The EU has accused BMW, Daimler and Volkswagen of colluding to restrict competition on the development of technologies to clean the emissions of polluting cars.
The Commission’s preliminary view is the three car manufacturers participated in a collusive scheme, in breach of EU competition rules, to limit the rollout of emissions cleaning technology for new diesel and petrol cars sold in the European Economic Area (EEA) between 2006 and 2014.
It has concerns regarding two particular technologies: Selective catalytic reduction (SCR) systems to reduce harmful nitrogen oxides (NOx) emissions of diesel cars and Otto particle filters (OPF) to reduce harmful particle emissions from the exhaust gases of petrol cars.
The Commission adds the car manufacturers’ behaviour restricted competition on innovation for these two emissions cleaning systems and in doing so, denied consumers the opportunity to buy less polluting cars, despite the technology being available.
Commissioner Margrethe Vestager, in charge of competition said: “Companies can co-operate in many ways to improve the quality of their products. However, EU competition rules do not allow them to collude on exactly the opposite: not to improve their products, not to compete on quality. We are concerned that this is what happened in this case and that Daimler, VW and BMW may have broken EU competition rules.
“As a result, European consumers may have been denied the opportunity to buy cars with the best available technology. The three car manufacturers now have the opportunity to respond to our findings.”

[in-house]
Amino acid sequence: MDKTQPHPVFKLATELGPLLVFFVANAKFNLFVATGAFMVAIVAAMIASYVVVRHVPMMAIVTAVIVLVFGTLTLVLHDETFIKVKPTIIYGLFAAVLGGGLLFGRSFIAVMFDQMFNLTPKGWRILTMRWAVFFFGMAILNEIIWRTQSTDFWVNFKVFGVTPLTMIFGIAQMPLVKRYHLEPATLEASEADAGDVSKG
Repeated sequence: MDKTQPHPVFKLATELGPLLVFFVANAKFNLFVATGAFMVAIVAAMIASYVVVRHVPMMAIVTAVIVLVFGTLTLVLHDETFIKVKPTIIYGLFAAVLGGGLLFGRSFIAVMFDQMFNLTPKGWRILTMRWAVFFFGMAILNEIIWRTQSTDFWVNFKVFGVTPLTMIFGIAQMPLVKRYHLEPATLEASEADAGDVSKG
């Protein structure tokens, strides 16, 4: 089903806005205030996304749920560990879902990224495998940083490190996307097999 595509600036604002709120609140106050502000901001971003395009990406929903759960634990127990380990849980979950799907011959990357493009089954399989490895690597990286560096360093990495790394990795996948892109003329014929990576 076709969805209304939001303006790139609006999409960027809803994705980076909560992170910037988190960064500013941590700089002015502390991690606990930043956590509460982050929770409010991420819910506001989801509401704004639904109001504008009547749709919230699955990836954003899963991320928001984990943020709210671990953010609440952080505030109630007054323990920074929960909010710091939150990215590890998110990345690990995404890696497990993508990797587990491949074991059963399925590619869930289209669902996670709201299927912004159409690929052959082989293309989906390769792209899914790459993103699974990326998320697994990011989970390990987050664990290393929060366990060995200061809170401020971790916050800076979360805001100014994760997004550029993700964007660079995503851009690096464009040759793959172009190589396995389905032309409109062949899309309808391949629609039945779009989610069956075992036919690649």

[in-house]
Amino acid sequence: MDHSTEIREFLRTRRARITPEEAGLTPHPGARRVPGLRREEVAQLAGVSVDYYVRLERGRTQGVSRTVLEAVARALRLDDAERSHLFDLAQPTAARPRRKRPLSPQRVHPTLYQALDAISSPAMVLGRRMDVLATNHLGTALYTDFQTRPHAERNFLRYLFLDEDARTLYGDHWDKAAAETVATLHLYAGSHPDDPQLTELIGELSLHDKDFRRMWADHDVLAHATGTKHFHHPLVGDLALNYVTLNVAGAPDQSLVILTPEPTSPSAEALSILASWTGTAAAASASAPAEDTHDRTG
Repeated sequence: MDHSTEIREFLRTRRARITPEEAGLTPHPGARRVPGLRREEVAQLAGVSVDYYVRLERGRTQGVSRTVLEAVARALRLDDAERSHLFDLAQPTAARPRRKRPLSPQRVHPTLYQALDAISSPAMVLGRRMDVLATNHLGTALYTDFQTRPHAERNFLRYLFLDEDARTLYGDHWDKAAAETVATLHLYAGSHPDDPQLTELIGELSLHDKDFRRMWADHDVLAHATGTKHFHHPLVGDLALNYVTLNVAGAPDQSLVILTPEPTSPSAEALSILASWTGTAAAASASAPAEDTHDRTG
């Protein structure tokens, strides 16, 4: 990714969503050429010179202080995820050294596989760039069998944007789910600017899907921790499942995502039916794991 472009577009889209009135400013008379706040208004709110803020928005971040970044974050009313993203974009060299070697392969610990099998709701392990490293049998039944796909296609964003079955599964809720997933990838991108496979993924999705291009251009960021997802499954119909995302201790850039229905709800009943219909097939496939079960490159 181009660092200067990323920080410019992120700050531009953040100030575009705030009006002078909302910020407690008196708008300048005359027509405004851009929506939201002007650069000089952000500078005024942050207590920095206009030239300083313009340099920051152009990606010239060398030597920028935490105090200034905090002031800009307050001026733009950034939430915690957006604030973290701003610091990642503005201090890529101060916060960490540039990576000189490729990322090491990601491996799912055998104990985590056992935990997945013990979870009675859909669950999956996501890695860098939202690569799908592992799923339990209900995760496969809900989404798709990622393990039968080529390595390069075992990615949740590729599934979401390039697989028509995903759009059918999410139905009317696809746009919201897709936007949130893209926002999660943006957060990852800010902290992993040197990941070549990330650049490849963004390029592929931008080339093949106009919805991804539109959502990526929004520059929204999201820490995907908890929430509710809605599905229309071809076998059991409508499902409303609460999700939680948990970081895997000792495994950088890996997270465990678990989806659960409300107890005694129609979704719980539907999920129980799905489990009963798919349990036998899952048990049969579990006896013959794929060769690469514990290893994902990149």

The Commission has sent Statement of Objections to the three manufacturers, which it sas does not prejudge the outcome of the investigation.
Daimler, which alerted the collusion to the regulator, said it is awaiting formal notification and added it does not expect to be fined as a result of the information.
BMW said it regards these proceedings “as an attempt to equate permissible co-ordination of industry positions regarding the regulatory framework with unlawful cartel agreements”.
It added: “Based on current knowledge, the Commission is specifically investigating whether German automobile manufacturers co-operated in technical working groups to restrict competition in development and rollout of emission-reduction technologies. From the BMW Group’s point of view, this situation cannot be compared with cartel investigations involving territorial and price agreements, for example.
“Fundamentally, the participating engineers from the manufacturers’ development departments were concerned with improving exhaust gas treatment technologies. Unlike cartel agreements, the whole industry was aware of these discussions – which did not involve any ‘secret agreements’ and did not intend any detriment to customers or suppliers.”
A spokesperson from Volkswagen said: “The Commission is investigating if antitrust violations in connection with the development and introduction of SCR systems and “Otto” particulate filters occurred for passenger cars which were sold in the European Economic Area. The manufacturers are not charged with any other misconduct such as price fixing or allocating markets and customers. The Commission also sees no evidence of a connection between these proceedings and the allegations regarding the use of illegal defeat devices.
“The Commission acknowledges the fact that co-operation between manufacturers on technical issues is widespread in the global automotive industry. After having investigating numerous other technical topics, which were discussed in the Circles of Five, the Commission stated last year that it ‘does not have sufficient indications that these discussions […] constituted anti-competitive conduct that would merit further investigation’. The proceedings were therefore limited to conduct relating to emission control systems only.”